In 2001 a famed oceanographer called Walter Munk at the Scripps Institution of Oceanography in La Jolla, California published an important paper that discussed another facet of sea-level rise. Melting glaciers at the poles releases more liquid water into the global system, but in doing so also remove billions of tonnes of ice from the poles and transfers this mass to the equator. Physics tells us that this must slightly shift Earth’s axis and decrease the rate at which the planet spins. Munk reckoned in his paper that there must been a causal link between 20th century sea-level rise and changes in the planet's spin. No such effect was found, puzzling scientists ever since. This is "Munk's Enigma".
More climate change, longer days
Earth's rotation is gradually slowing down by around two thousandths of a second per day, which effectively lengthens the length of a day. Earlier this year, a leap second was added to maintain clocks around the world in sync. This was the second time, after 1972.
There are numerous factors that contribute to this slowdown, among which the gravity pull from the Moon which acts like a lever break. Glacier melting must also be a contributing factor, though measurements have so far eluded scientists. Now, a team of researchers from Canada and the U.S. think they've cracked the puzzle.
“If you melt ice sheets or glaciers, which happen to be close to to the poles, and all of that mass moves from the poles toward the equators, that movement is very similar [to] a figure skater who puts her arms out,” said the new paper’s lead author, Jerry Mitrovica, a professor of geophysics at Harvard University. “The melting of glaciers acts to slow the spin of the Earth in a measurable way.”
“The rise of sea level and the melting of glaciers during the 20th century is confirmed not only by some of the most dramatic changes in the Earth system — for example, catastrophic flooding events, droughts heat waves — but also in some of the most subtle — incredibly small changes in Earth’s rotation rate,” Mitrovica added.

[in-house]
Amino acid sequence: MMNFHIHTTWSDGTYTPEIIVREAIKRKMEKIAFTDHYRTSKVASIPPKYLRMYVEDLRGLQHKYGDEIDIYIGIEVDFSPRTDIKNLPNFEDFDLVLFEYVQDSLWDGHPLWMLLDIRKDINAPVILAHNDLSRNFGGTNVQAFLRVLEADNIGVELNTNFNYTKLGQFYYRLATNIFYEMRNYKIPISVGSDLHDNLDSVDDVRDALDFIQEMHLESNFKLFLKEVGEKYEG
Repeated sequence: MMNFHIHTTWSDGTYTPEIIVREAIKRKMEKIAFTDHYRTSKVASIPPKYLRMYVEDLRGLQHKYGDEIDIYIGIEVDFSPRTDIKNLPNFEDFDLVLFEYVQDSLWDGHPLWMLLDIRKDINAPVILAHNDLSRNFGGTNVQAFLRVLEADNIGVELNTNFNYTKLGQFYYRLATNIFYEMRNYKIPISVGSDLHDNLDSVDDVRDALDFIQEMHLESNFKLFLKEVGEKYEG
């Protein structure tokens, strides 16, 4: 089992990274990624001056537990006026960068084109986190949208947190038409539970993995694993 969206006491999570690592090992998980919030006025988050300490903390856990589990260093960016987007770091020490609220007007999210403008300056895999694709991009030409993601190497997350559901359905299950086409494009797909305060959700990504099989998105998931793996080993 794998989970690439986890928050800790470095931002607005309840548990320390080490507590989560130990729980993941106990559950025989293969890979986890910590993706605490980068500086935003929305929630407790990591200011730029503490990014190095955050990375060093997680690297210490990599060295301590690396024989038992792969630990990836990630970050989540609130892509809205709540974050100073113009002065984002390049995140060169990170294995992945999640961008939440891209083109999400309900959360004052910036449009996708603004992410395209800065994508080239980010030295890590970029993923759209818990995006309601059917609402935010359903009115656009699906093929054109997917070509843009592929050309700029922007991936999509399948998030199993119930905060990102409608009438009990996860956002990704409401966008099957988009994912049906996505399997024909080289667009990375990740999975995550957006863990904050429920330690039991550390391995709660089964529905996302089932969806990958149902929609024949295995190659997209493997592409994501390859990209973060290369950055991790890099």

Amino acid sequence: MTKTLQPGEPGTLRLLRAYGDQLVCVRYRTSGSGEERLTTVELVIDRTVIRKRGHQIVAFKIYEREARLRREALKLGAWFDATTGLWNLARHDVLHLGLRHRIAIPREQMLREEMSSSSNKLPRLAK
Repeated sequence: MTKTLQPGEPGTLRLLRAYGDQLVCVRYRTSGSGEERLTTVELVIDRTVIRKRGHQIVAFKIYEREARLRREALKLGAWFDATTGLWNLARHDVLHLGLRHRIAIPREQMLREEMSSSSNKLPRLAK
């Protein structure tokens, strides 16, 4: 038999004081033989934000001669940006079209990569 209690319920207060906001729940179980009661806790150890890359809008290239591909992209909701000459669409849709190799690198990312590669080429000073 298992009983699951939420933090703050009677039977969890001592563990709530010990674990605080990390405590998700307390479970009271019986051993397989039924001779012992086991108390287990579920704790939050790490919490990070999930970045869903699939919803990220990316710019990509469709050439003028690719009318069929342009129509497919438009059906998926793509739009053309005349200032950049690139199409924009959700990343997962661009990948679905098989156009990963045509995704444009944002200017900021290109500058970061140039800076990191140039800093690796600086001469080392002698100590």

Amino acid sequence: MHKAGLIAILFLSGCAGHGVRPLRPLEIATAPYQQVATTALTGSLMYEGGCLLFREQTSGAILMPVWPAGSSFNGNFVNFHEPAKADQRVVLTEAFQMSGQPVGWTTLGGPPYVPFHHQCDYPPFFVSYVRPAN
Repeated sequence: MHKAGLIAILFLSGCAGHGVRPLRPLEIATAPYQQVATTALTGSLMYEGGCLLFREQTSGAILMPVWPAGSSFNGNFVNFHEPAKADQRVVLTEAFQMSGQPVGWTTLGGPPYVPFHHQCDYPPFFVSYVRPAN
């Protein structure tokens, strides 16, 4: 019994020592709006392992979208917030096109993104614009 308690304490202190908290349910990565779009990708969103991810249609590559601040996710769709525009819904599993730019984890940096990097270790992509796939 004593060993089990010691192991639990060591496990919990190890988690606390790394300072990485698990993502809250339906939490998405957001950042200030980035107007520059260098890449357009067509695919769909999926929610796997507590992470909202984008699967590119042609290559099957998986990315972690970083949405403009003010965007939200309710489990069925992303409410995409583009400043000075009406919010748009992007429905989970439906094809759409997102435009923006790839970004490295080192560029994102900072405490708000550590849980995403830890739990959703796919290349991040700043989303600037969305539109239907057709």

Mitrovica and Sabine Stanley, a professor of physics at the University of Toronto, claim that they have evidence that suggests sea-level rise does in fact slowdown Earth's rotation. What eluded Munk in the first place were some wrong assumptions: 1) more precise measurements show glacier melting is about 30% less severe than Munk assumed 2) Munk used a faulty model of Earth's internal structure 3) the interaction between Earth’s rocky mantle and the planet’s molten metal outer core was discounted. This last point proved to be very important.
“The earth itself is made up of a solid layer with this liquid core inside,” Stanley said. “Whenever motion occurs in one layer, that’s going to affect the other layer.”
She went on to explain how this is akin to a hamster's wheel. When the pet runs in one direction, the wheel spins in the opposite direction. This is the coupling effect.
“We know that there have been changes in the magnetic field to suggest changes in the core’s rotation, and that means changes in the way we see things on the surface,” Mitrovica said.
At the end, the researchers came up with neat calculations that confirm ongoing glacial melting and the resulting sea-level rise are affecting the Earth in ways that match theoretical predictions, but also empirical data like astronomical and geodesic data.
“What we believe in regard to melting of glaciers in the 20th century is completely consistent with changes in Earth’s rotation measured by satellites and astronomical methods,” Mitrovica said. “This consistency was elusive for a few years, but now the enigma is resolved.
“Human-induced climate change is of such pressing importance to society that the responsibility on scientists to get things right is enormous,” Mitrovica added. “By resolving Munk’s enigma, we further strengthen the already-strong argument that we are impacting climate.”